One that someone with more initiative than I could probably develop into something a good bit more substantive, whether a dedicated blog, a YouTube series, newspaper articles, a Meetup group or whatever.
Have at it.
The idea is this: On a regular basis—perhaps once per week but maybe just once a month—I will eat at a restaurant in the Chicago area representing a different country, ethnicity or cuisine. And without intending to post full-fledged restaurant reviews, I will likely recap many of these dining experiences on Seth Saith.
Yeah, I know, it’s not that spectacular an idea and someone has probably done it before. And even without trying to embark on a Chicago Dining World Tour, I rather routinely eat at Italian, Mexican, Chinese, Thai, Japanese and Cajun restaurants.
Within the past few years, I have also visited local places serving Afghan, Jamaican, Puerto Rican, Cuban, Polish, Greek, Persian/Mediterranean, Bosnian/Serbian, Peruvian, Lebanese, Indonesian, Ethiopian, Turkish, Vietnamese and Spanish food. And I’ve sampled other ethnicities at Taste of Chicago, which has led to me going to the restaurants themselves.
But it dawned on me that in the great melting pot that is Chicago, there are numerous other cultures represented in restaurants that I should try. Without yet delving too deep into research, I’ve discovered (on the internet) local places that serve Guatamalan, Belizean, Austrian, Venezuelan, Lithuanian, Belgian, Costa Rican, Moroccan, Romanian, Filipino food and beyond, plus other not so exotic cuisines like French, German and Korean.
So I should have no problem readily finding somewhere new—in local and global terms, simultaneously—to try, and while keeping an eye on sensible cost outlay and caloric intake, that’s what I intend to do.
Though I mentioned my idea to family and friends who expressed interest in accompanying some of my flavorful explorations—please be in touch if you would like to—I didn’t know when, where or with whom I would begin my world tour of Chicago restaurants.
But on Sunday, I made plans to meet my friend Dave for a movie at the Music Box—we saw Sister, a movie from Switzerland made in French; it was pretty good—and in discussing where to meet for lunch beforehand, he suggested Tango Sur, an Argentinean restaurant just up the street to which I had never been.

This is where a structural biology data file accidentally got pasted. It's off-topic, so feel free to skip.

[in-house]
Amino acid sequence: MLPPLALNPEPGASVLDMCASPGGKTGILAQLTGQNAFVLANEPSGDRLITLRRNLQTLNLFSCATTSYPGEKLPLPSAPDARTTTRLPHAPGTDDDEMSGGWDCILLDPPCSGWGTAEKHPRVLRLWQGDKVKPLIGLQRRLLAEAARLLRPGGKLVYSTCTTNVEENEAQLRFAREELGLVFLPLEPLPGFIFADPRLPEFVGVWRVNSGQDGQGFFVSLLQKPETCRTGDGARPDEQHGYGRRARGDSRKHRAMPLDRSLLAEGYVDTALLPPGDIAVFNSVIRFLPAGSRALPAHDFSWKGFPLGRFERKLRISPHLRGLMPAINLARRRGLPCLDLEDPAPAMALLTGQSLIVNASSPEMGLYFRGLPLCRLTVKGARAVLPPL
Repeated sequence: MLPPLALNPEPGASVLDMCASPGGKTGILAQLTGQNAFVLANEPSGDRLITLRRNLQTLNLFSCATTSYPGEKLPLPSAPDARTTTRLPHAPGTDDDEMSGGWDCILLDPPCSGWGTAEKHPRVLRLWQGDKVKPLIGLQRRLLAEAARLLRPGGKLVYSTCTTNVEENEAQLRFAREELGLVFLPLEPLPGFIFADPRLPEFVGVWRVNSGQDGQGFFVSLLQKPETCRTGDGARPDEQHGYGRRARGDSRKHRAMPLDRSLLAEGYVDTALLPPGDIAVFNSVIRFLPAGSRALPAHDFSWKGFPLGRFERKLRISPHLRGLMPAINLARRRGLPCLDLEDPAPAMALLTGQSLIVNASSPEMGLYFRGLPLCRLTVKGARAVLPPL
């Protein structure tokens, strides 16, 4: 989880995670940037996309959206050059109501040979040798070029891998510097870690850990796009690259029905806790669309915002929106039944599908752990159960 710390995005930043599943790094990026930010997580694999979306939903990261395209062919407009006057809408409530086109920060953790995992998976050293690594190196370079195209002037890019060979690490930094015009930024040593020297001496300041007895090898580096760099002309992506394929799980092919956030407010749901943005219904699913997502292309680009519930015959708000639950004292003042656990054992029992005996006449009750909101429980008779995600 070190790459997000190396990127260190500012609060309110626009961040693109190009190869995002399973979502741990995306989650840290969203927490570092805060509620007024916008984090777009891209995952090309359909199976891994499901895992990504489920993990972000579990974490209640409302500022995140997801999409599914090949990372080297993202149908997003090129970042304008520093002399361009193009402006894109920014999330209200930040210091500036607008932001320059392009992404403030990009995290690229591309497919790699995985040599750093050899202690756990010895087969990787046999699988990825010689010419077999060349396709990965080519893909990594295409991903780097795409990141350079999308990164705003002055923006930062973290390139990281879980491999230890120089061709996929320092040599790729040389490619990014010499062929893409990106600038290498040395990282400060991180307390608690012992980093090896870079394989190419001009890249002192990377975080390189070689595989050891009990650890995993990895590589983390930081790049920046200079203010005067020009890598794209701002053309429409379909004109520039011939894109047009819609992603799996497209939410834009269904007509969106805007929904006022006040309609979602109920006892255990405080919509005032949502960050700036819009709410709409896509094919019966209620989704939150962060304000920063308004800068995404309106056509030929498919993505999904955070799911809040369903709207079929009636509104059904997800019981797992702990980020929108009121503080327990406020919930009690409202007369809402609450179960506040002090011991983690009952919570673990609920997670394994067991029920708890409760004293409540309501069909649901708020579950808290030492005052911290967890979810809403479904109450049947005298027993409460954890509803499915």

3763 N. Southport, Chicago
At 12:30 on a Sunday, Dave and I were the only patrons in the older storefront section (there are two), so as you’d hope, the service was pretty good. The prices for entrees were generally about $15 and up, a bit more than I wanted to spend for lunch, especially in trying to diet.
So I stuck to the appetizer section of the menu and got two empanadas—one with ground beef, one with spinach & cheese, both very good—and a Tortilla de Papa, something of an egg soufflé or omelette with potatoes and onions (shown below). I only ate about half of it; it tasted fine but was a bit dry and not something I’d likely order again.
I noted a few other items on the menu that I might order, likely more so for dinner. We were offered the opportunity to see the dessert tray, but this point, no pie for me Argentina.
The décor at Tango Sur—including a map of South American, a display of record albums by (presumably) Argentinean artists and a pretty cool illustration taking up a full wall (shown below)—was appealing in a kitschy sort of way, and albeit without any other customers, the ambience was quite comfortable.
On the right occasion, I wouldn’t be opposed to going back, but for now I look forward to traveling on to another international destination in the Chicagoland area.
Please let me know if you have any suggestions—or interest in joining me, somewhere close at hand but with a worldly flavor.
Because my idea for a Chicago marketing piece has a slogan that seems rather apt, I'll gratuitously include it here:
|Concept, design and slogan © 2012 Seth Arkin, all rights reserved|